Tuesday, May 12, 2009

The Constitution of our party

Commentators that I respect have asked me on BMG and elsewhere why I am making such a big deal out of our party's platform. "KBusch", a commentator for whom I have the highest respect, states

the platform is no more than an inert, platitudinous, self-congratulatory hunk of blandness.

This is true in its own way. A party platform has never made a policy happen, or not happen. It's never signed a bill, put a cop on the streets, or cut a family's taxes. A platform does not keep party members from making bad decisions for the wrong reasons. And yes, its often full of self-congratulatory, platitudinous language. It's kinda like the Constitution.

Regardless of its flowery language, the Constitution didn't prevent the Trail of Tears, or torture. This common touchstone of American priorities, ideals and aspirations, isn't self-enforcing. It only matters if those governed agree that it does -- just ask the people of Somalia, a non-country that I'm sure has a few constitutions lying in drawers someplace. But a Constitution valued by its people is also a plan of action. America will be a Republic because we elect representatives and such. It secures our rights through a series of amendments, and so on. The Constitution doesn't end at the preamble -- it backs up the promises with a plan (and in language much more generic than most national constitutions).

The closest thing a political party has to such a statement of principles and a way to effect their implementation is the platform. It doesn't have to be complicated, but it should be more than a list of things we like, with no clear evidence of how they will happen. Take these gems from the draft platform:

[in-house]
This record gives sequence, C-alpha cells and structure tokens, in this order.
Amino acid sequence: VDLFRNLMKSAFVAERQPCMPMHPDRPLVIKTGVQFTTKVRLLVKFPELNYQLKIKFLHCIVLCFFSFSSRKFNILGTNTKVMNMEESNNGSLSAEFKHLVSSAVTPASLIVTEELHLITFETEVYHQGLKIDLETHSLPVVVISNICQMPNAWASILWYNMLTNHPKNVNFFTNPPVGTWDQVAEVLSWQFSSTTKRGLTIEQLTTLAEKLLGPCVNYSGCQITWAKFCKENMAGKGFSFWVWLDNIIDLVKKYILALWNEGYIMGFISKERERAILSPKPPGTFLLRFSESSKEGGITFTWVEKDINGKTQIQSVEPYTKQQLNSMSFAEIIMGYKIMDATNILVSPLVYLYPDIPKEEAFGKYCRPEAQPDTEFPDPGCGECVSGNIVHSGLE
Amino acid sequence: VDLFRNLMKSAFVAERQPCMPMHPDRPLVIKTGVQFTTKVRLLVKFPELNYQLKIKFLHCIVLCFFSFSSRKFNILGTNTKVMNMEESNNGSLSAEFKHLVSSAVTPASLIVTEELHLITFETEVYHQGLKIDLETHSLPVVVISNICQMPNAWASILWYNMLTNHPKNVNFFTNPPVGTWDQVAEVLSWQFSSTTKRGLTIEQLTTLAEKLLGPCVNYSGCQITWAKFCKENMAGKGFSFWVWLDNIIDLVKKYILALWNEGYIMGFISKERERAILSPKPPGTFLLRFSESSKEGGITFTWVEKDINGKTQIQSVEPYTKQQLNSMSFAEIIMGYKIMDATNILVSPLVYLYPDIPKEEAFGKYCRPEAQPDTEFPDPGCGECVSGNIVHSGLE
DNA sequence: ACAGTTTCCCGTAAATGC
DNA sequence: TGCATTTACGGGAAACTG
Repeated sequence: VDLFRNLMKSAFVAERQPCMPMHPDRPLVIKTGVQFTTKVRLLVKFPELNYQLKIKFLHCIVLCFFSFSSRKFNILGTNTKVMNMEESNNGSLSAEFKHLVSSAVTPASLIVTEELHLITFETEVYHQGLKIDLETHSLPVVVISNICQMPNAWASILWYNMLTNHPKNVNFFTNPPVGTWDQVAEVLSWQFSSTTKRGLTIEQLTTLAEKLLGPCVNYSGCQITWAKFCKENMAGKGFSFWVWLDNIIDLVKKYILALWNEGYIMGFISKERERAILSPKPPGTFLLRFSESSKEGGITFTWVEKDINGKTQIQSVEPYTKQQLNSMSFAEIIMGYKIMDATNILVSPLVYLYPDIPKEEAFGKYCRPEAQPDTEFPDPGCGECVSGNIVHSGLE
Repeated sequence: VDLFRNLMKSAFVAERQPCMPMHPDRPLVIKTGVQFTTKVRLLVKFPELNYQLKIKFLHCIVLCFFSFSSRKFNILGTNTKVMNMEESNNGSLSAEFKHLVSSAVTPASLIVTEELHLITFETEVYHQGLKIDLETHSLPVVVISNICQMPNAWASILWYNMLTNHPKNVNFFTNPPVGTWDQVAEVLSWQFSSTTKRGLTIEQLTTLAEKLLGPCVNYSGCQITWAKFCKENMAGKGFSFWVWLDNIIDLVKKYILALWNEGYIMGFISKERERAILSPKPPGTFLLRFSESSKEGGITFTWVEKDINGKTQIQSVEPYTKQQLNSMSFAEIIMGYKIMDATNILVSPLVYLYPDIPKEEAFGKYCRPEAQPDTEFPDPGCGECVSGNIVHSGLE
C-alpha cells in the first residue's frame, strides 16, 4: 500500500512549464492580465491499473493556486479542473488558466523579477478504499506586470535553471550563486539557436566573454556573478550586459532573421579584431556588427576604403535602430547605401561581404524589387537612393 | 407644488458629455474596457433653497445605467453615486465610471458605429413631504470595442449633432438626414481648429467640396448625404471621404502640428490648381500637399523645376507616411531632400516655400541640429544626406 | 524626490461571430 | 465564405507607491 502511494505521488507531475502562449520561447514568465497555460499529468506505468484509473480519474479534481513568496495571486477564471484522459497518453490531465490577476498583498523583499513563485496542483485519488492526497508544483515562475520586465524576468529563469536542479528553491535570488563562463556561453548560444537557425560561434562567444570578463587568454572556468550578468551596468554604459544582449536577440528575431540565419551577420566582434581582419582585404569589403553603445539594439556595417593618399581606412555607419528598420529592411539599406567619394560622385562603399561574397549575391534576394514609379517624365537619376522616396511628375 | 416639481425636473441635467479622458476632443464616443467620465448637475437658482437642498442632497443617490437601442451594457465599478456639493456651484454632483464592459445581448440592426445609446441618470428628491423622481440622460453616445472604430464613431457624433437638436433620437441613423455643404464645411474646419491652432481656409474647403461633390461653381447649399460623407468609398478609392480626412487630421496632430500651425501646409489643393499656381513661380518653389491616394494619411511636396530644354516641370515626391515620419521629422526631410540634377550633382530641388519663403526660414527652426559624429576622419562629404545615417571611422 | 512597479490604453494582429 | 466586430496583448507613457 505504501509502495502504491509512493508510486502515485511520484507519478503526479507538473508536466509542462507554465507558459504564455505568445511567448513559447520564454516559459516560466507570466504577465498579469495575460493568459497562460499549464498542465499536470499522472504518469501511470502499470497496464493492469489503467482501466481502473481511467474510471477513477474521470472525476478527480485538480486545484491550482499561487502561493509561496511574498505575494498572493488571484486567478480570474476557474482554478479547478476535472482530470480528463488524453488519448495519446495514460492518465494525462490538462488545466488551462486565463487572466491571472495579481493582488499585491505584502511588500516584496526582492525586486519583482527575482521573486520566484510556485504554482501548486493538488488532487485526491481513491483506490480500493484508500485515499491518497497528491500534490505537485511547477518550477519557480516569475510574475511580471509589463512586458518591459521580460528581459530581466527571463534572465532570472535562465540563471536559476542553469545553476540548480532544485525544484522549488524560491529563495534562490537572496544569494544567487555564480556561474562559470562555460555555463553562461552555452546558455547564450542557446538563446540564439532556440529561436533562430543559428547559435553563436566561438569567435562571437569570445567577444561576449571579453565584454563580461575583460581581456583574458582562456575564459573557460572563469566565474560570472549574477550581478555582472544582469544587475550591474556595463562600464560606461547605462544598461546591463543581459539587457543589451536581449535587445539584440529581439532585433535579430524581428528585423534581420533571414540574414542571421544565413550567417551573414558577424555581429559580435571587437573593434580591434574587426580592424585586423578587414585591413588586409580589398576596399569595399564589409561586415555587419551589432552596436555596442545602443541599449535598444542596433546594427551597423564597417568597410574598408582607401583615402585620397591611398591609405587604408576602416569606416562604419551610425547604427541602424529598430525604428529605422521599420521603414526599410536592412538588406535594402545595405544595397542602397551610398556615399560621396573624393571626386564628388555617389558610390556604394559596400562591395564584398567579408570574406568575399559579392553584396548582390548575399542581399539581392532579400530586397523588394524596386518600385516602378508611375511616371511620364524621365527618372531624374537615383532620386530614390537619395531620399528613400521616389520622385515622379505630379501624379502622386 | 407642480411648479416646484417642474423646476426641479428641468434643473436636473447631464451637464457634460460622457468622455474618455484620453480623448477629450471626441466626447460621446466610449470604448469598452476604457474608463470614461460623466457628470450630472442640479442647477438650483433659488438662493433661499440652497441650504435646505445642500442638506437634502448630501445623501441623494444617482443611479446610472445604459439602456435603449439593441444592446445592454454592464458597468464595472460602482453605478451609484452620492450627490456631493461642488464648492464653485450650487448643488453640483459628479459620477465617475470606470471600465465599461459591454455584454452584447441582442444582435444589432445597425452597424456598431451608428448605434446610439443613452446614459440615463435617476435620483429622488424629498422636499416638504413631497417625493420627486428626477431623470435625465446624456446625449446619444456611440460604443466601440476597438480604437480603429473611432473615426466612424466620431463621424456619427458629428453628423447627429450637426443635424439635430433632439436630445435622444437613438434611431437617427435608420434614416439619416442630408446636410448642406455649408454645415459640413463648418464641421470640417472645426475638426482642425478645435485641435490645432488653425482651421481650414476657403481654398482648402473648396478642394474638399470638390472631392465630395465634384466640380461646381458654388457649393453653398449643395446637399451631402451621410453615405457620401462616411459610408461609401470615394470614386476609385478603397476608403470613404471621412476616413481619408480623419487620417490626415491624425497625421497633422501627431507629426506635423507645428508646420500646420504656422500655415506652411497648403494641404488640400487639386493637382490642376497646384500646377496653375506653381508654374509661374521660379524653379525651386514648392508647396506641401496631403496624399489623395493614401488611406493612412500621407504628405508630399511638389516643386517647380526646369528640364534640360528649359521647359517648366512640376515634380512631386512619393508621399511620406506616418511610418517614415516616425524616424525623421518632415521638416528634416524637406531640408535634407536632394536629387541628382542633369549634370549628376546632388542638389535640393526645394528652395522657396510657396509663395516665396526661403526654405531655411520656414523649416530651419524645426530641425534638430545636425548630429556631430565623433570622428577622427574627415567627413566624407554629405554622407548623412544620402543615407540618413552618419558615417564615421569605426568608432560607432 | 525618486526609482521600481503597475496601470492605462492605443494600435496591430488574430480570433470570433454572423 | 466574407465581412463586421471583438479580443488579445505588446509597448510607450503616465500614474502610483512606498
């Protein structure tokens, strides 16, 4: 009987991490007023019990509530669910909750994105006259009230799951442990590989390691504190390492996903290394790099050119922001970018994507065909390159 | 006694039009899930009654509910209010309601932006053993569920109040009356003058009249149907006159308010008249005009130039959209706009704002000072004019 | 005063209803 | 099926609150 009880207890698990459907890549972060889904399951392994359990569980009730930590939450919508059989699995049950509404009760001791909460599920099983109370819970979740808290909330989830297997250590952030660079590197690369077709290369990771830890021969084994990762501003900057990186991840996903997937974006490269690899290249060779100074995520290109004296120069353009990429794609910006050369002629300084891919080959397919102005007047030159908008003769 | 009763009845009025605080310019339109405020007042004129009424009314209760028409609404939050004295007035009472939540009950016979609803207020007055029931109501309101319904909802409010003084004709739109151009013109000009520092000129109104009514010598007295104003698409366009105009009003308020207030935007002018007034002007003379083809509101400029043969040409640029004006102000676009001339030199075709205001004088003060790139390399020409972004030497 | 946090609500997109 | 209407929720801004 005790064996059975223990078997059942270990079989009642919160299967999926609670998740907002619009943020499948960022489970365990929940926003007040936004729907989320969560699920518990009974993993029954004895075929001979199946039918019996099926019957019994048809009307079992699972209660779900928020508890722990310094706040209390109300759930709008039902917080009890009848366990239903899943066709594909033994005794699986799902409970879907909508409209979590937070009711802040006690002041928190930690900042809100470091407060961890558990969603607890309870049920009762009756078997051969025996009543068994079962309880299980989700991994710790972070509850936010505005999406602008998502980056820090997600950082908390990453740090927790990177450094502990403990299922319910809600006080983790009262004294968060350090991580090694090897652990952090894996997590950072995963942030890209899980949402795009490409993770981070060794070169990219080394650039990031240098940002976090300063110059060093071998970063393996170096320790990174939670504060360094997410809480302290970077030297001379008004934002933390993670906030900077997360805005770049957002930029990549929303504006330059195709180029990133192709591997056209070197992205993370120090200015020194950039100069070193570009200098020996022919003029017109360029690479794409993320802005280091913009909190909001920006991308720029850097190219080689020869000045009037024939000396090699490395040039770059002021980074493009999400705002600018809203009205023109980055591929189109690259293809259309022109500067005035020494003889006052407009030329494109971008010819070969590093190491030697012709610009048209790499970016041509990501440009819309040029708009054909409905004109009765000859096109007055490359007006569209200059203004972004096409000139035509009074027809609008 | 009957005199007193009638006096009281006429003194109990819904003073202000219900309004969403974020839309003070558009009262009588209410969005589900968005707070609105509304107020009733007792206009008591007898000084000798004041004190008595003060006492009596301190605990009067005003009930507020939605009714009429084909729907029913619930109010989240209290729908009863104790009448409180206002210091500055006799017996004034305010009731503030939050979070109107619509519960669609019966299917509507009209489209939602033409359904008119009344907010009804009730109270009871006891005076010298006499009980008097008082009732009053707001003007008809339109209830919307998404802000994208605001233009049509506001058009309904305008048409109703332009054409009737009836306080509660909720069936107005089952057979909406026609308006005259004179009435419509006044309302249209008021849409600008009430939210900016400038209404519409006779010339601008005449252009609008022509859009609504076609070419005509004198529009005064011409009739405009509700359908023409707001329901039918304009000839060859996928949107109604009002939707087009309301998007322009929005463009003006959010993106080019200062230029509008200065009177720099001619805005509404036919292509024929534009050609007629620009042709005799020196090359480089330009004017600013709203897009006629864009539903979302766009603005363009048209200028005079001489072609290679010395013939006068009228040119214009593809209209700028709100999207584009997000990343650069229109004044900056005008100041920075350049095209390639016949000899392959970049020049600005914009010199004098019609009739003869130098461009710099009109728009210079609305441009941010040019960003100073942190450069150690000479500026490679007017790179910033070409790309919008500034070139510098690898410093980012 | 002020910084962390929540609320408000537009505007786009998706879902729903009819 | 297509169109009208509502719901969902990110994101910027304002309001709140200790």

Massachusetts Democrats Support Healthy and safe work places for all employees;


Massachusetts Democrats Support Fair and equitable taxes and fees;

Oooh! Fair taxation! That's what those nice people supporting Mike Huckabee believe in, too -- just ask them. And now, there's nothing in my state party's platform to disagree. Heck, every political party in the state supports these stated goals. Maybe "healthy and safe" or "fair and equitable" mean what Republicans think it means, or Libertarians. The party bosses don't want to tell us.

The current platform sets real benchmarks in every issue. The unelected bureaucrats atop my party -- who spend a lot of time asking me for money -- want to erase those benchmarks. They want a platform under which Deval Patrick can run, or Tim Cahill, or Christy Mihos. Carla Howell believes that eliminating the income tax is "fair and equitable". Carla Howell is now a Democrat!

We change this platform every four years, often enough that we can respond to the issues of our time. In education, NCLB and MCAS are issues of our time, and a political party should respond to those challenges, not duck them. And that is what we need to do. I have focused on education, because that is my interest. Maybe Health Care for All is satisfied with a platform that ignores Massachusetts' ground-breaking law on health care, and I am the exception. Maybe the unions are happy with a platform that is mute on free choice legislation, and I am the exception. I hope not.

I hope by the end of this week to start looking at options to replace this list of proffered pallatives with a statement of principles and plans befitting our progressive state. Until then, please keep emailing people you know in labor, health care advocacy, and every progressive fight. And please keep getting in touch with me at so I know who is ready to stand against the effort to dumb down the Democratic Party.

PS: I've created this as an issue on devalpatrick.com (title: A real progressive platform for Massachusetts Democrats).

PPS: Thanks to the good folks at RMG for adding me as a moonbat blog. I've hit the big time, Bay Sate style!

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